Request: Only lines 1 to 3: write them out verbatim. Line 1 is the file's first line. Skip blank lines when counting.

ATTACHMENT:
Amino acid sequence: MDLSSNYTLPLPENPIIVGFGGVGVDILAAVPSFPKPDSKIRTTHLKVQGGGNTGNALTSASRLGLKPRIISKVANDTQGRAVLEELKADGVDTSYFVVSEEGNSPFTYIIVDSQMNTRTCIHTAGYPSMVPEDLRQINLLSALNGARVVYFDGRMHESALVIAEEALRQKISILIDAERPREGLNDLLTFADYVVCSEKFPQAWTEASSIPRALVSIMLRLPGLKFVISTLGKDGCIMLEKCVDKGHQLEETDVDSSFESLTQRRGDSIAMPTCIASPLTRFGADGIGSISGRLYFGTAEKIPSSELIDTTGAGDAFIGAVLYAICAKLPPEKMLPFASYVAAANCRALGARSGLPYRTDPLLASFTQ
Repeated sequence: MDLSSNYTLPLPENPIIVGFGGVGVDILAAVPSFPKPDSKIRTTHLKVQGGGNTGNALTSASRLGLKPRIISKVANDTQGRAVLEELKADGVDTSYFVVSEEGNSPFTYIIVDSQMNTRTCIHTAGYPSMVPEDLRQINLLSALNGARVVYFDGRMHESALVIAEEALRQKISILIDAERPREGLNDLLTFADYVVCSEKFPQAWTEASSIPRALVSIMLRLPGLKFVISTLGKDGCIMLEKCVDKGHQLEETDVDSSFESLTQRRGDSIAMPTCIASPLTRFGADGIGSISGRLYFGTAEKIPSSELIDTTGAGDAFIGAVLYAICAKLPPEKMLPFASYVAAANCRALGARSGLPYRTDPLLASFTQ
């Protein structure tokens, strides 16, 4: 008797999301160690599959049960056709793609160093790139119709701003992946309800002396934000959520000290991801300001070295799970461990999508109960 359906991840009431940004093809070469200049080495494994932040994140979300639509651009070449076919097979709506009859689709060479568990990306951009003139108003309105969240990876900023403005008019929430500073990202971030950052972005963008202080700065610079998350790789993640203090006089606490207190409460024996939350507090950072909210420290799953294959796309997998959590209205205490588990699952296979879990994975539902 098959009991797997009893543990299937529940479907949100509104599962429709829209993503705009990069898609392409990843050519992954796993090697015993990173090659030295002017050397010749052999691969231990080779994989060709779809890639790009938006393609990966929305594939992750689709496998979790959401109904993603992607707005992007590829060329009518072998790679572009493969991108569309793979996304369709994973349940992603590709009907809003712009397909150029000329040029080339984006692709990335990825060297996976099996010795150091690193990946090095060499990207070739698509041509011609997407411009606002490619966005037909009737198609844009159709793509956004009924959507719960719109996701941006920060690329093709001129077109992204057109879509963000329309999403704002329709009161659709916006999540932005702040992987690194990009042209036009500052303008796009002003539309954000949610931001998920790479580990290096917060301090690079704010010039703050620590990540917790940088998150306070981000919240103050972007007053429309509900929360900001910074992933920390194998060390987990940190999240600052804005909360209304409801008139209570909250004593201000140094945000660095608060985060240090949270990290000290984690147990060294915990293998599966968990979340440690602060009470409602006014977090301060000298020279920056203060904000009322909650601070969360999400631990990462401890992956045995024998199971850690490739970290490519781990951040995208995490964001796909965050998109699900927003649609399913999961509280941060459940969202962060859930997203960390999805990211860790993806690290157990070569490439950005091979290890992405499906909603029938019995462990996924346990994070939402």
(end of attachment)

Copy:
Amino acid sequence: MDLSSNYTLPLPENPIIVGFGGVGVDILAAVPSFPKPDSKIRTTHLKVQGGGNTGNALTSASRLGLKPRIISKVANDTQGRAVLEELKADGVDTSYFVVSEEGNSPFTYIIVDSQMNTRTCIHTAGYPSMVPEDLRQINLLSALNGARVVYFDGRMHESALVIAEEALRQKISILIDAERPREGLNDLLTFADYVVCSEKFPQAWTEASSIPRALVSIMLRLPGLKFVISTLGKDGCIMLEKCVDKGHQLEETDVDSSFESLTQRRGDSIAMPTCIASPLTRFGADGIGSISGRLYFGTAEKIPSSELIDTTGAGDAFIGAVLYAICAKLPPEKMLPFASYVAAANCRALGARSGLPYRTDPLLASFTQ
Repeated sequence: MDLSSNYTLPLPENPIIVGFGGVGVDILAAVPSFPKPDSKIRTTHLKVQGGGNTGNALTSASRLGLKPRIISKVANDTQGRAVLEELKADGVDTSYFVVSEEGNSPFTYIIVDSQMNTRTCIHTAGYPSMVPEDLRQINLLSALNGARVVYFDGRMHESALVIAEEALRQKISILIDAERPREGLNDLLTFADYVVCSEKFPQAWTEASSIPRALVSIMLRLPGLKFVISTLGKDGCIMLEKCVDKGHQLEETDVDSSFESLTQRRGDSIAMPTCIASPLTRFGADGIGSISGRLYFGTAEKIPSSELIDTTGAGDAFIGAVLYAICAKLPPEKMLPFASYVAAANCRALGARSGLPYRTDPLLASFTQ
């Protein structure tokens, strides 16, 4: 008797999301160690599959049960056709793609160093790139119709701003992946309800002396934000959520000290991801300001070295799970461990999508109960 359906991840009431940004093809070469200049080495494994932040994140979300639509651009070449076919097979709506009859689709060479568990990306951009003139108003309105969240990876900023403005008019929430500073990202971030950052972005963008202080700065610079998350790789993640203090006089606490207190409460024996939350507090950072909210420290799953294959796309997998959590209205205490588990699952296979879990994975539902 098959009991797997009893543990299937529940479907949100509104599962429709829209993503705009990069898609392409990843050519992954796993090697015993990173090659030295002017050397010749052999691969231990080779994989060709779809890639790009938006393609990966929305594939992750689709496998979790959401109904993603992607707005992007590829060329009518072998790679572009493969991108569309793979996304369709994973349940992603590709009907809003712009397909150029000329040029080339984006692709990335990825060297996976099996010795150091690193990946090095060499990207070739698509041509011609997407411009606002490619966005037909009737198609844009159709793509956004009924959507719960719109996701941006920060690329093709001129077109992204057109879509963000329309999403704002329709009161659709916006999540932005702040992987690194990009042209036009500052303008796009002003539309954000949610931001998920790479580990290096917060301090690079704010010039703050620590990540917790940088998150306070981000919240103050972007007053429309509900929360900001910074992933920390194998060390987990940190999240600052804005909360209304409801008139209570909250004593201000140094945000660095608060985060240090949270990290000290984690147990060294915990293998599966968990979340440690602060009470409602006014977090301060000298020279920056203060904000009322909650601070969360999400631990990462401890992956045995024998199971850690490739970290490519781990951040995208995490964001796909965050998109699900927003649609399913999961509280941060459940969202962060859930997203960390999805990211860790993806690290157990070569490439950005091979290890992405499906909603029938019995462990996924346990994070939402």